India’s first hermaphrodite tiger?

Features Saturday, March 21, 2015 - 05:30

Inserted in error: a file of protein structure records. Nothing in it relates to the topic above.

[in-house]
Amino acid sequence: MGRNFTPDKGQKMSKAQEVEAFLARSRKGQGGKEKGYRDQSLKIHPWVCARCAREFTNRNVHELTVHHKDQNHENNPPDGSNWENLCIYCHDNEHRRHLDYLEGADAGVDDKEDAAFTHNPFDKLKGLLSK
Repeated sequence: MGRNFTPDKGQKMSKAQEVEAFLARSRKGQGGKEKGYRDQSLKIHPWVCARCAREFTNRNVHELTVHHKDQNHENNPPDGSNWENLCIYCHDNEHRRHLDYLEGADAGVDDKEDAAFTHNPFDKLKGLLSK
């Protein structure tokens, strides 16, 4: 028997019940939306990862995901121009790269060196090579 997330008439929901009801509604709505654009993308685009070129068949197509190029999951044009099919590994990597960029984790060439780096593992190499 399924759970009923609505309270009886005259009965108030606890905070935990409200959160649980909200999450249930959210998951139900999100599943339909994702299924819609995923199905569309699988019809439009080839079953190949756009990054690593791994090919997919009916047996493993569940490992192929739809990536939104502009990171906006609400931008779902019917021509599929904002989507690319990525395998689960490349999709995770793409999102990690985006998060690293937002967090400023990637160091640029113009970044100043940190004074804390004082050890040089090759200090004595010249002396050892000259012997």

Haritha John| November 30, 2014| 3.15 pm IST On April 18, 2014, forest officials were on a routine patrol in the Pambra estate forest in Wayanad district of Kerala when they stumbled upon an injured tiger. The tiger was evidently attacked by other animals and was at the brink of death. At first sight, officials knew something wasn’t right. The officials were unable to save the tiger, but what they saw left them astounded. “Its forelimbs were severely injured and it looked like a case of infighting. We noticed that it had no penis, but had something like testicles. Since we had not seen anything of this kind prior to this incident, we moved the procedures for an autopsy and informed the doctor that something was amiss,” says South Wayanad Divisional Forest Officer P Dhanesh Kumar. Seven months after the discovery, the Forest Department is all set to start a collaborative research on the tiger. So what did they find? During autopsy it was found that the tiger had testicles without any origin of penis, triggering the confusion over its sex. The tiger had no uterus, but it had rudimentary ovaries. Male and female sex organs, both undeveloped, the carcass was what doctors believe to be that of a hermaphrodite tiger or maybe a transsexual one. Hermaphrodites, have reproductive organs normally associated with both male and female sexes. But since both the organs were undeveloped in this tiger, doctors are embarking on a further study. Now the Forest Veterinary laboratory in South Wayanad is trying for collaboration with The National Centre for Biological Sciences (NCBS) Bangalore to begin a new research project on ‘Transexualism in Tigers’. “Though autopsy report proved that the tiger had deformities in sexual orientation, it is necessary to find out the reasons behind it. We had done tests like genotyping, hormonal profiling and histopathology but the results are not yet come,” Dr Arun Sacaria Forest Veterinarian, South Wayanad, told the News Minute.The research will also look into whether the animal was isolated and maybe even later attacked by its pack. “We are planning to collaborate with a couple of wild life research organizations and NCBS to conduct further study. Since this is the first case in India, the findings will be a milestone in the Indian wild life research history,” he added Echoing his views Dr Aniruddha Majumder, Assistant Manager & Technical Officer at Global Tiger Forum Wildlife Trust of India says that the tests on sex chromosome are vital in this case. According to him the reasons can be hormonal or genetic. Genotyping the sample from the tiger will examine the DNA to determine the genetic makeup of the animal and hormonal profiling will help to confirm the dominating hormones in the body. So the researchers are looking forward keenly for the test results. “Though we are been researching on wild life for many years, I have never heard of something like this in tigers before, so the news amazed me, I am sure that it is rarest case in the world of big cats,” says Dr. Majumdar. Since the tiger found in Wayanad had both male and female reproductive organs, it could be a hermaphrodite - an extremely rare condition in vertebrates, he added. Homesexuality and bisexuality in animals have been well documented, researcher and author Bruce Bagemihl had mentioned about homosexual behavior of wild animals in his book Biological Exuberance: Animal Homosexuality and Natural Diversity in 1999.
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